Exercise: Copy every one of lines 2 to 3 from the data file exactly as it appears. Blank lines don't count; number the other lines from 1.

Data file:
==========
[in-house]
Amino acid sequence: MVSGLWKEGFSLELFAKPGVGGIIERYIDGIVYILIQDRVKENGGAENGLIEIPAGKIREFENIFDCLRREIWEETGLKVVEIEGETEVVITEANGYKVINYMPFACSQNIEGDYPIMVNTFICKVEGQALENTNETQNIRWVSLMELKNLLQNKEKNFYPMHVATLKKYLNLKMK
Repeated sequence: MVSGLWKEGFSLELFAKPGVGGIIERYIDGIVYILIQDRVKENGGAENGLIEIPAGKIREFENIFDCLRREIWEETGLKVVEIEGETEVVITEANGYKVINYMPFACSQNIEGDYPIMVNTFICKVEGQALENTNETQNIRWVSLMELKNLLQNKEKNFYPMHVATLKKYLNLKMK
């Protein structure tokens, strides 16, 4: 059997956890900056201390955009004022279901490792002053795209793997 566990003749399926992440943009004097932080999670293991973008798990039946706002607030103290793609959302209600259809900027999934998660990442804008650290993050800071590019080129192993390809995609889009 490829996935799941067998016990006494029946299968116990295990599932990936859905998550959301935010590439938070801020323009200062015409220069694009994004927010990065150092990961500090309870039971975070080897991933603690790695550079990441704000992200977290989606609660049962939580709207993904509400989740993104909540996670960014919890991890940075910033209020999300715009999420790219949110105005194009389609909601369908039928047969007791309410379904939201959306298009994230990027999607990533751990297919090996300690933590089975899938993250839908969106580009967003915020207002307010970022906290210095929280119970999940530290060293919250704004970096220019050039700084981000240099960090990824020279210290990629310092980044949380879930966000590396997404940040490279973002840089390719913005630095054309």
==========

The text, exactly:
Amino acid sequence: MVSGLWKEGFSLELFAKPGVGGIIERYIDGIVYILIQDRVKENGGAENGLIEIPAGKIREFENIFDCLRREIWEETGLKVVEIEGETEVVITEANGYKVINYMPFACSQNIEGDYPIMVNTFICKVEGQALENTNETQNIRWVSLMELKNLLQNKEKNFYPMHVATLKKYLNLKMK
Repeated sequence: MVSGLWKEGFSLELFAKPGVGGIIERYIDGIVYILIQDRVKENGGAENGLIEIPAGKIREFENIFDCLRREIWEETGLKVVEIEGETEVVITEANGYKVINYMPFACSQNIEGDYPIMVNTFICKVEGQALENTNETQNIRWVSLMELKNLLQNKEKNFYPMHVATLKKYLNLKMK